There has been previous work on structural clustering. We outline here all the works
that we are aware of and state their limitations. There is a line of work [ATW+_{07,}

CMOT04, DCWS06, LYHY02, LCMY04] that looks at structural clustering of XML
documents. While these techniques are also applicable for clustering HTML pages
(for example in [dCRGdSL04] standard clustering algorithms are used to group
pages in order to extract the relevant information), HTML pages are harder to cluster
than XML documents because they contain more noise, they do not confirm to
sim-ple/clean DTDs, and they are very homogeneous because of the fixed set of tags used
in HTML. At the same time, there are properties specific to HTML setting that can
be exploited, e.g., the URLs of the pages. There is some work that specifically
tar-get structural clustering of HTML pages [CMM02b, CMM05]. Several measures of
structural similarity for webpages have been proposed in the literature (for example:
[FMM+_{02, FMM}+_{05]). A recent survey [Got08] looks at many of these measures,}

and compares their performance for clustering webpages.

We propose the clustering problem in order to locate collections of pages that will be analyzed later to extract structured data. From this perspective this work is related to the problem of fetching structurally similar pages of the “hidden” web [LdSGL02, Kru97, RGM01, GLdSRN00, DEW97].

However, all the techniques that we list here have a fundamental issue: they do not scale to large web sites. Real web sites routinely have millions of pages, and we want the ability to cluster a large number of such web sites in a reasonable amount of time. The techniques covered in the survey [Got08] do not scale beyond few hundred webpages. In fact, most of the techniques based on similarity functions along with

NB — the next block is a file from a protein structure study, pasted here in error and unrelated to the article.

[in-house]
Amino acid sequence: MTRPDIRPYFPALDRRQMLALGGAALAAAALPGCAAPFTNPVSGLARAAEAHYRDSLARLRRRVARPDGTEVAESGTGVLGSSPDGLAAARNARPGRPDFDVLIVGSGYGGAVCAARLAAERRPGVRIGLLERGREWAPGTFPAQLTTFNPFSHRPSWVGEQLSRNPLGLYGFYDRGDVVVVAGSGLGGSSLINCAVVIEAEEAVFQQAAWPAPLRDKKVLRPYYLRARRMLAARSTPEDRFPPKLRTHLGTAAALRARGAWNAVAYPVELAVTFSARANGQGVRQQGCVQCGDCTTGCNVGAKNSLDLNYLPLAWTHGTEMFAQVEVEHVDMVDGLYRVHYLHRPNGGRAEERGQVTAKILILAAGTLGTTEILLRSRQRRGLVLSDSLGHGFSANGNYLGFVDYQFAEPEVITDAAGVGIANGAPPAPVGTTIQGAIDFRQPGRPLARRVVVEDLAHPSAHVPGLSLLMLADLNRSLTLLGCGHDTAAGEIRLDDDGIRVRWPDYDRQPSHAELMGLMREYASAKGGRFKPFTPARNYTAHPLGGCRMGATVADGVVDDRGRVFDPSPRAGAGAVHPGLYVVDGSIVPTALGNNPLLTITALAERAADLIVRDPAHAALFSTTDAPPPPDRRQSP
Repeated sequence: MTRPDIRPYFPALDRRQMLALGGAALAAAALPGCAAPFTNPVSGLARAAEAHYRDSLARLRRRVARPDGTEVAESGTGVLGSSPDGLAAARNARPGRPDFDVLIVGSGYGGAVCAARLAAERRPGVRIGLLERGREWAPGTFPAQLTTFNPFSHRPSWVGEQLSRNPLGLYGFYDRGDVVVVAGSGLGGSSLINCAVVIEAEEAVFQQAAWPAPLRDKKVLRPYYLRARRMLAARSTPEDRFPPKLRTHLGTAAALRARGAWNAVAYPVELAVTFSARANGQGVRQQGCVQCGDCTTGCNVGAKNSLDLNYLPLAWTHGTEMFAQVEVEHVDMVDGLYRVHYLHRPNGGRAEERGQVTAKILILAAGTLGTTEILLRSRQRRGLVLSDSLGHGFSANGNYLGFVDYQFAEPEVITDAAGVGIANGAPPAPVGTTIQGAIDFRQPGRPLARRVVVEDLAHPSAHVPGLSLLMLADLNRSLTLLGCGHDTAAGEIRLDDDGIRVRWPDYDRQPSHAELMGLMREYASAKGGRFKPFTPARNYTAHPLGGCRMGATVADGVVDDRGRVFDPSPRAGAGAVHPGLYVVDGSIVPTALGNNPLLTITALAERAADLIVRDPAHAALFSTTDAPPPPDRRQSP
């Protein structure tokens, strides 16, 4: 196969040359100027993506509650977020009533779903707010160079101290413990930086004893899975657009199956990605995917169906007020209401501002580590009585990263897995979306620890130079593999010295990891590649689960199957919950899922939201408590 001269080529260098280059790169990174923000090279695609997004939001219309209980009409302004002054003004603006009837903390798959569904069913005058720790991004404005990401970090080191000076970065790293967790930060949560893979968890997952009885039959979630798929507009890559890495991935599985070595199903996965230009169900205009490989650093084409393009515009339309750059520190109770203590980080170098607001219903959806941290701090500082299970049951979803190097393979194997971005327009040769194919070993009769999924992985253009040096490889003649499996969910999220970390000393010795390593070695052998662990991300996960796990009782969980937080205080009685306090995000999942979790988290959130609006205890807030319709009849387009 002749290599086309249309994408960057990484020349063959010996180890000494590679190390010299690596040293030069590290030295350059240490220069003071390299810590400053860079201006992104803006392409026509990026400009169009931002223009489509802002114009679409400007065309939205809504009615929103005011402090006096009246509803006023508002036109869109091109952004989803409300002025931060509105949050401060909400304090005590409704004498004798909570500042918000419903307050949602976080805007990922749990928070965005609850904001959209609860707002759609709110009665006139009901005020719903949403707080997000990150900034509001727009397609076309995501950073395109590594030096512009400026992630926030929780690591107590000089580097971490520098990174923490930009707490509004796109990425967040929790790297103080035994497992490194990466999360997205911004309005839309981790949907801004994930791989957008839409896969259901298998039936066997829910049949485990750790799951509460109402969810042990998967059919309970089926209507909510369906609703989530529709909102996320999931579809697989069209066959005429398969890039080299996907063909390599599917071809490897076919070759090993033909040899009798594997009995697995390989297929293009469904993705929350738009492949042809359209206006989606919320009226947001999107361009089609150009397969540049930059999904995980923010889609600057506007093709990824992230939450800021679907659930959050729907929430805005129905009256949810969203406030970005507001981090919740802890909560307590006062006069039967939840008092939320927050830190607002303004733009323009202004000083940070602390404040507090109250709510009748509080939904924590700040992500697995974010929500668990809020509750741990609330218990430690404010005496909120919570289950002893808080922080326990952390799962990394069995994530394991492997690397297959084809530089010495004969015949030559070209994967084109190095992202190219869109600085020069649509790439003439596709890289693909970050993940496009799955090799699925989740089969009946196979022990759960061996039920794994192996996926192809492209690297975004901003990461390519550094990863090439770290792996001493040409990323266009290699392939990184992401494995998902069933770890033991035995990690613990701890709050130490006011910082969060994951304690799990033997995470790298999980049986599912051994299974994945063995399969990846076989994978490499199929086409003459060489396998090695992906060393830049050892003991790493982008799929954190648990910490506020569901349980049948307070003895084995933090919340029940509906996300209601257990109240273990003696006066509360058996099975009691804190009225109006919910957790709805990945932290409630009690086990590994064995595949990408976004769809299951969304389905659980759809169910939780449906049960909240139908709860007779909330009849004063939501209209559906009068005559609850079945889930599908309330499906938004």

agglomerative hierarchical clustering have a quadratic complexity, and cannot handle
large sites. The XProj [ATW+_{07] system, which is the state of the art in XML }

cluster-ing, even though have a linear complexity, still requires an estimated time of around
20 hours for a site with a million pages2_{.}

### 2.3 Overview

In this section, we introduce the clustering problem and give an overview of our information-theoretic formulation. The discussion in this section is informal, which will be made formal in subsequent sections.

### Website Clustering Problem

Websites use scripts to publish data from a database. A script is a function that takes a relation R of a given schema, and for each tuple in R, it generates a webpage, consisting of a (url,html) pair. A web site consists of a collection of scripts, each rendering tuples of a given relation. E.g., the web site imdb.com has, among others, scripts for rendering movie, actor, user, etc.

In structured information extraction, we are interested in reconstructing the hidden database from published webpages. The inverse function of a script, i.e., a function that maps a webpage into a tuple of a given schema, is often referred to as a wrapper in the literature [LRNDSJ02, Ant05, HD98a, HBP01, KWD97, MJ02, SA99]. The target of a wrapper is the set of all webpages generated by a common script. This motivates the following problem: